The Joke’s On You!

On April Fool’s Day it’s hard to believe anything you read online.

Everyone wants to play a joke on you.

Target game shelf

Have you ever been fooled by the size of a board game box?

Well, sometimes we feel that way when we open a new board game and see how little is inside!

Instead of feeling excited, we suddenly feel cheated.

It’s like an April Fool’s joke on unsuspecting families.

We see an enticing board game sitting on the shelf and think of the great stuff packed inside.

But when we open our new game box, it’s mostly empty space.

What a disappointment!

Sure the game may be very fun to play, but we still carry a feeling of being tricked.

While Aladdin didn’t play any board games in the animated Disney movie, we think he’s very familiar with this problem. After all, isn’t that where we learn the wisdom, “Do not be fooled by its commonplace appearance. Like so many things, it is not what is outside, but what is inside that counts.”

Ain’t that the truth!

How many times have we been fooled by the outside appearance of a board game box?

With that in mind, here are our 6 April Fool’s games – games that have deceptively larger boxes than they should.

 

Splendor

The first on our list is this very popular new family game that’s really just cards and gems. Sure the included game insert keeps the cards and gems nicely secure so nothing slides around. But does a card game really need to be in a box this big?

Splendor board game inside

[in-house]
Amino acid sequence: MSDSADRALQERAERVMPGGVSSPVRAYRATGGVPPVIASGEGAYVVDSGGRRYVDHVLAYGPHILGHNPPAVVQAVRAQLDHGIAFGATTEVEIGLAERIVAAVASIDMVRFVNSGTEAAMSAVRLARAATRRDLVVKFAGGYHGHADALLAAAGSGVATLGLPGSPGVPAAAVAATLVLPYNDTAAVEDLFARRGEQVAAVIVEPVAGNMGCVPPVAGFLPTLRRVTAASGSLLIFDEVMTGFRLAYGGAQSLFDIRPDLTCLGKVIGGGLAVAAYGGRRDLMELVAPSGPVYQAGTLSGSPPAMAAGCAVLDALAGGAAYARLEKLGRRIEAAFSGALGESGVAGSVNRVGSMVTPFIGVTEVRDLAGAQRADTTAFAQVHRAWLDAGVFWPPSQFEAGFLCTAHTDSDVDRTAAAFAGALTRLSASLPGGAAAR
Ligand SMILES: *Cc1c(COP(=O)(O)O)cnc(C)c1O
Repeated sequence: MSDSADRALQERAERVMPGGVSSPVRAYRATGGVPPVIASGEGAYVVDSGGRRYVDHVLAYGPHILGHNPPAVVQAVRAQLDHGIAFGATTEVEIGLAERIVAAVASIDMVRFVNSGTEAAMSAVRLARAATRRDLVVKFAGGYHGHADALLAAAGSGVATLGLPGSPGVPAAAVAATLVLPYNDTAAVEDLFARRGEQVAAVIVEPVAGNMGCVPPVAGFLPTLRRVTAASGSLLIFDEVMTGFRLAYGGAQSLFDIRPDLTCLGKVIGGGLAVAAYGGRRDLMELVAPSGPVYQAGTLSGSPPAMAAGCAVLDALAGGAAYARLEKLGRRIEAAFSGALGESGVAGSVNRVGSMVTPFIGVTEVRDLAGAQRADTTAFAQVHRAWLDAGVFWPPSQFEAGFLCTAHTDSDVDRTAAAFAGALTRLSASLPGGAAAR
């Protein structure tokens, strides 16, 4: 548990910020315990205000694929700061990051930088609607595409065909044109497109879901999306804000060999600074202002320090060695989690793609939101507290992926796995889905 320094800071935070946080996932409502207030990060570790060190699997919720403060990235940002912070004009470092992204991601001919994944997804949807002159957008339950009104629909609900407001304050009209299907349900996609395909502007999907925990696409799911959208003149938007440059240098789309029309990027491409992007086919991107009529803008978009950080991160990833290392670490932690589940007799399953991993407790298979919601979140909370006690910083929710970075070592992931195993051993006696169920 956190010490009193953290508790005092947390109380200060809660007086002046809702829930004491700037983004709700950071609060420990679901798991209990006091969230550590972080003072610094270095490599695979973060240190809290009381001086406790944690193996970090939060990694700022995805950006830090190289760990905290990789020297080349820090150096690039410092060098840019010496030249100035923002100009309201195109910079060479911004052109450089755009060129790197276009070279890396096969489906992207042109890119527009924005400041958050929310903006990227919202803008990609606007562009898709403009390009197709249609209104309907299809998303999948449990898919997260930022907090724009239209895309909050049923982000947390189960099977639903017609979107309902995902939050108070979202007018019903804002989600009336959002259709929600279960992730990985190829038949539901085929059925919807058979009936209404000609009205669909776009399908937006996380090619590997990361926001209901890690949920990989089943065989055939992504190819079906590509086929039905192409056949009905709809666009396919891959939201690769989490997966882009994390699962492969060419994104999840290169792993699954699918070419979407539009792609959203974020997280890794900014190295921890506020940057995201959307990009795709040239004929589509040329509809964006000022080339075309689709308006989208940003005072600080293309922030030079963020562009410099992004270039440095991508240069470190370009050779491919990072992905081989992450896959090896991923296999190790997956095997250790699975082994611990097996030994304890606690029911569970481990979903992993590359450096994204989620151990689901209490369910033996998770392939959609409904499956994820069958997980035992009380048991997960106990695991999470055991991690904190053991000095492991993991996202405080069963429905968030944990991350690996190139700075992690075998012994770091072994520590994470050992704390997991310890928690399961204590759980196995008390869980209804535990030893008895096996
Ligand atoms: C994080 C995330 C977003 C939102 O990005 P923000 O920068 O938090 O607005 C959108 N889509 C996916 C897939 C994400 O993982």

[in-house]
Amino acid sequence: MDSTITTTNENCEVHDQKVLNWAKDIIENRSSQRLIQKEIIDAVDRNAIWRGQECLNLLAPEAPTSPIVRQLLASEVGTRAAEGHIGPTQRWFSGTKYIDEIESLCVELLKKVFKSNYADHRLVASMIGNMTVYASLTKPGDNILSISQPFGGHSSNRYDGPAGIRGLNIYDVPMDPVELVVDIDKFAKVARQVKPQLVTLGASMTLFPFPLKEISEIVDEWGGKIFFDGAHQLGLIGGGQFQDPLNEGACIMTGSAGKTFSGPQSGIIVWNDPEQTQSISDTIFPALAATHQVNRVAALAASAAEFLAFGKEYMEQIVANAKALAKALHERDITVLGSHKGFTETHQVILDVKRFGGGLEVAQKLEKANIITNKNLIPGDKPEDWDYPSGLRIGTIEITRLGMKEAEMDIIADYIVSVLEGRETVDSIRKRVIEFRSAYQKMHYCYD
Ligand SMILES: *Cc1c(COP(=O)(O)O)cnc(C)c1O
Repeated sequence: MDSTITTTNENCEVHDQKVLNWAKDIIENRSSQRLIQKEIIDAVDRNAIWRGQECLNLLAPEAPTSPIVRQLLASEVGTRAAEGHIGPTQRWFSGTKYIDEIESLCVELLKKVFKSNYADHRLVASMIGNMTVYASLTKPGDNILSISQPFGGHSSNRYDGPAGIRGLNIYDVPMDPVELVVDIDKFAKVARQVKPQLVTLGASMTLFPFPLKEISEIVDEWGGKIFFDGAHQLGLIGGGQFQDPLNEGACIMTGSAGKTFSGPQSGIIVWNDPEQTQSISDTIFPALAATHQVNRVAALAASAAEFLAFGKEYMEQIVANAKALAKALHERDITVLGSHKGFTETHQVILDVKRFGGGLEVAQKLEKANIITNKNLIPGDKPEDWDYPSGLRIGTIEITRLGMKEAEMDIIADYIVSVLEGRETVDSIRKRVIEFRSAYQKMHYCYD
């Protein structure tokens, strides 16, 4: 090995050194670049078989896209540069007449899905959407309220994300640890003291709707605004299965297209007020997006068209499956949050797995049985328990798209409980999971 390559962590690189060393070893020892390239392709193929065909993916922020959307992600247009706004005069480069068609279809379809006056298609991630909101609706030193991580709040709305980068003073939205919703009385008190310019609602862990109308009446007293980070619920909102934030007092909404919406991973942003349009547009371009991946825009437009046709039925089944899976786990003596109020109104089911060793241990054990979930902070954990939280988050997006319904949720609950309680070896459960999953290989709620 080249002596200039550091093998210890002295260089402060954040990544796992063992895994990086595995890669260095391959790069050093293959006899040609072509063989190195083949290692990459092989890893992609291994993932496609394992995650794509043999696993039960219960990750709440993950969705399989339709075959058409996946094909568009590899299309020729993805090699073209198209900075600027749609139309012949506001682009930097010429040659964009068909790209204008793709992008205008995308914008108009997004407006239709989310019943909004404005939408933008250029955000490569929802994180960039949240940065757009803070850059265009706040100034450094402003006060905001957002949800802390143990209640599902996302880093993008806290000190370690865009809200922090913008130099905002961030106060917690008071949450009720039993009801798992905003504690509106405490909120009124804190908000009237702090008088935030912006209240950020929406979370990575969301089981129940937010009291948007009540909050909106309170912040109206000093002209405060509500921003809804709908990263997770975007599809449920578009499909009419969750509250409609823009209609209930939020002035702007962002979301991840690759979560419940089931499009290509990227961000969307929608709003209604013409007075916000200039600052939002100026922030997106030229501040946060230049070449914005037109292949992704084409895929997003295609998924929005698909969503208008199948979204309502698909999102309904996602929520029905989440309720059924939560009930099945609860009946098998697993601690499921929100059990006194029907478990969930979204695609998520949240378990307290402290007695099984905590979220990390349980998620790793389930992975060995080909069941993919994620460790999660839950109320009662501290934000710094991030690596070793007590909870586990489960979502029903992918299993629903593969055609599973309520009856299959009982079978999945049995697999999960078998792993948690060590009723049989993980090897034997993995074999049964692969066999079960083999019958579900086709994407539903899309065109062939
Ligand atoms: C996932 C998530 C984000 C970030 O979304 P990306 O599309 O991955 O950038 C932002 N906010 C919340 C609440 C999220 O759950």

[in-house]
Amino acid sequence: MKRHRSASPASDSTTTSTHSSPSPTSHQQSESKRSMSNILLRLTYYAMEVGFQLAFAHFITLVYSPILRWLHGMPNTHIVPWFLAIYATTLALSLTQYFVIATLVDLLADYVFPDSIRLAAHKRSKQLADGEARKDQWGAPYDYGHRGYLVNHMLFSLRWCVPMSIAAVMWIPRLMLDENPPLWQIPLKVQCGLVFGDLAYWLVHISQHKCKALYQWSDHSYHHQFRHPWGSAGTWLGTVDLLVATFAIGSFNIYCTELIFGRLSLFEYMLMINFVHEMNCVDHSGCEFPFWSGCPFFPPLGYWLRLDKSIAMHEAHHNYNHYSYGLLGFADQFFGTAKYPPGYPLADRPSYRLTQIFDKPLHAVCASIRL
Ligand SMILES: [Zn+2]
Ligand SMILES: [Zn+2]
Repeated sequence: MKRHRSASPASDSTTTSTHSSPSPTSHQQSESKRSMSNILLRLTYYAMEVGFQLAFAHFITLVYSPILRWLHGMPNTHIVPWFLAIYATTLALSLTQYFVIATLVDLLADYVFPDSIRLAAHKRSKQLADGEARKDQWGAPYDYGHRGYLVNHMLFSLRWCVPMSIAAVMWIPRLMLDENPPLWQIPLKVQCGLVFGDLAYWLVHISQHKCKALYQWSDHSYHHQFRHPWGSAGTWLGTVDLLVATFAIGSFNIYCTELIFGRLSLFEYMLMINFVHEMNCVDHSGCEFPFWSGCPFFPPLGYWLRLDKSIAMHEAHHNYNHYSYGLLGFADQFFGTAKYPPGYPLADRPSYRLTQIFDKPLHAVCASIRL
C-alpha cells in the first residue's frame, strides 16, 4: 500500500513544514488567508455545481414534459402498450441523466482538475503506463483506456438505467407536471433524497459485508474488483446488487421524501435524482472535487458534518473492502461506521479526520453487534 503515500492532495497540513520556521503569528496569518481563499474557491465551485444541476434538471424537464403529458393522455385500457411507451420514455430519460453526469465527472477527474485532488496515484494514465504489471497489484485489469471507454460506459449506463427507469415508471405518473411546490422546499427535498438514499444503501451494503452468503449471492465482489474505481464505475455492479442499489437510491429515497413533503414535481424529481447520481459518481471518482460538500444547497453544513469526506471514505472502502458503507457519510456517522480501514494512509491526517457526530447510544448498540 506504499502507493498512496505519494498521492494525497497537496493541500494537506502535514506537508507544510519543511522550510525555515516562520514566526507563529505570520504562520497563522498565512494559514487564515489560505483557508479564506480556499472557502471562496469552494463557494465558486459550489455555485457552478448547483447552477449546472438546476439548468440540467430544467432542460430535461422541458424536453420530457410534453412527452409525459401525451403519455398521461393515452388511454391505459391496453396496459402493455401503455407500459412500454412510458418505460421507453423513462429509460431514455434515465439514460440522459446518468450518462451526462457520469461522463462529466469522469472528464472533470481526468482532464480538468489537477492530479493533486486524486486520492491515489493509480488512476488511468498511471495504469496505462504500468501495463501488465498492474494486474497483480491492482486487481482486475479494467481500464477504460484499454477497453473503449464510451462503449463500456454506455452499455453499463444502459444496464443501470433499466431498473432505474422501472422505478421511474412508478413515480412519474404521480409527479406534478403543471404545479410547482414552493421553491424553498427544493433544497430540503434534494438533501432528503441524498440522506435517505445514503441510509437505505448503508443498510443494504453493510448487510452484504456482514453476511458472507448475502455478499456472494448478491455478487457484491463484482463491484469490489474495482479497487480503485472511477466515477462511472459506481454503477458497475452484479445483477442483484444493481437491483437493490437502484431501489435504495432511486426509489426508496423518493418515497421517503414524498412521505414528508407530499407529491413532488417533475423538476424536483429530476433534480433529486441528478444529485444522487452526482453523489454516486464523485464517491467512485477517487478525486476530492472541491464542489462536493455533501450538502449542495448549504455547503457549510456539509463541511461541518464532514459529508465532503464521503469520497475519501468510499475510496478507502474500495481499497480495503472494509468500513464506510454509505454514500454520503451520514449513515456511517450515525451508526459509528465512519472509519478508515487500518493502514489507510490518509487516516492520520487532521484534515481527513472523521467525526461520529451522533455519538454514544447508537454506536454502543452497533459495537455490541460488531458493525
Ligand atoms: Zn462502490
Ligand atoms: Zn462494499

The Splendor game insert works well to hold the cards and gems.

Splendor board game inside

The insert takes up most of the space in the Splendor box.

 

Machi Koro

Machi Koro is another recently published game that’s been a hit with many families around the world. Similar to Splendor, it’s really just a card game with a few extra things – some money tokens and 2 dice. It likewise comes with an insert to hold the components in place.

Yet in the case of Machi Koro, even the box insert isn’t fully used. There are multiple formed sections to hold cards, but only one corner is really needed.

Oh the humanity!

Machi Koro card game inside

The Machi Koro insert accents how much empty space there is in the box.

 

Cable Car

Cable Car by Queen Games is actually the game we recently purchased that gave me the idea for this post. We love tile-laying games, so Cable Car looked like another great addition to our game collection. Since the game comes with a board as well, we understood the game box would need to be large enough to fit the game board.

But when we opened the game, we found the folded game board isn’t actually that big! We were left scratching our heads. Why on earth is the game box was so large?

The length of the folded board isn’t any longer than other Queen Games’ boards like Kingdom Builder. So why Cable Car isn’t in a standard size game box is beyond our comprehension. Argh!

Cable Car board game inside

What?! The box is even longer than the game board?

Cable Car board game inside

Cable Car is an odd sized long box and has no reason to be so big.

 

Tokaido

Before we got a copy of Tokaido, we’d heard it was a very Zen type game. It’s a game about traveling the East Sea Road from Kyoto to Edo. Players do peaceful things along the way like stopping at temples, bathing in hot springs, enjoying meals, and admiring sweeping vistas.

Yet, my peace is ruined every time I open the game box and see how little is in the oversized game box. Not only that, but the game pieces themselves are very small. The game uses mini-sized cards and super tiny score track markers. Surely this box didn’t need to be so huge.

Tokaido board game inside

Tokaido may be a calm game to play. But the box size doesn’t leave me calm at all.